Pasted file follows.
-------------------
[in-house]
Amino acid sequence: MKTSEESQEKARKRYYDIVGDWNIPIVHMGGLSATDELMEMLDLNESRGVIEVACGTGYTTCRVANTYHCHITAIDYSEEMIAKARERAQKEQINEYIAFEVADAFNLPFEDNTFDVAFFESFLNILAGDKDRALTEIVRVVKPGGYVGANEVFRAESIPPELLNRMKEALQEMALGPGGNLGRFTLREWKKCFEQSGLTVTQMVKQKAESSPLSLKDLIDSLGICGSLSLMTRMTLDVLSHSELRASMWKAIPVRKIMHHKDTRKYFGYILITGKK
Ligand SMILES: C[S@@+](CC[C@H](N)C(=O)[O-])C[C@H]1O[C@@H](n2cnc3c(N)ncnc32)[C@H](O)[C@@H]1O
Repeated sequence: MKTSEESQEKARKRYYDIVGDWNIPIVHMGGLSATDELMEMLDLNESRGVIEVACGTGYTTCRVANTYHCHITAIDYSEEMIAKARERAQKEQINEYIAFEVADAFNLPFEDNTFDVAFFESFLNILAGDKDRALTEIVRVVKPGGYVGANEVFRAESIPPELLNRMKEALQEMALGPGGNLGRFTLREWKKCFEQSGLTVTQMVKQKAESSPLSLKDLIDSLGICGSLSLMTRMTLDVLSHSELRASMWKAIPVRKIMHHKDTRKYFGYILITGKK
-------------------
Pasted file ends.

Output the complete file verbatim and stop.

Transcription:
[in-house]
Amino acid sequence: MKTSEESQEKARKRYYDIVGDWNIPIVHMGGLSATDELMEMLDLNESRGVIEVACGTGYTTCRVANTYHCHITAIDYSEEMIAKARERAQKEQINEYIAFEVADAFNLPFEDNTFDVAFFESFLNILAGDKDRALTEIVRVVKPGGYVGANEVFRAESIPPELLNRMKEALQEMALGPGGNLGRFTLREWKKCFEQSGLTVTQMVKQKAESSPLSLKDLIDSLGICGSLSLMTRMTLDVLSHSELRASMWKAIPVRKIMHHKDTRKYFGYILITGKK
Ligand SMILES: C[S@@+](CC[C@H](N)C(=O)[O-])C[C@H]1O[C@@H](n2cnc3c(N)ncnc32)[C@H](O)[C@@H]1O
Repeated sequence: MKTSEESQEKARKRYYDIVGDWNIPIVHMGGLSATDELMEMLDLNESRGVIEVACGTGYTTCRVANTYHCHITAIDYSEEMIAKARERAQKEQINEYIAFEVADAFNLPFEDNTFDVAFFESFLNILAGDKDRALTEIVRVVKPGGYVGANEVFRAESIPPELLNRMKEALQEMALGPGGNLGRFTLREWKKCFEQSGLTVTQMVKQKAESSPLSLKDLIDSLGICGSLSLMTRMTLDVLSHSELRASMWKAIPVRKIMHHKDTRKYFGYILITGKK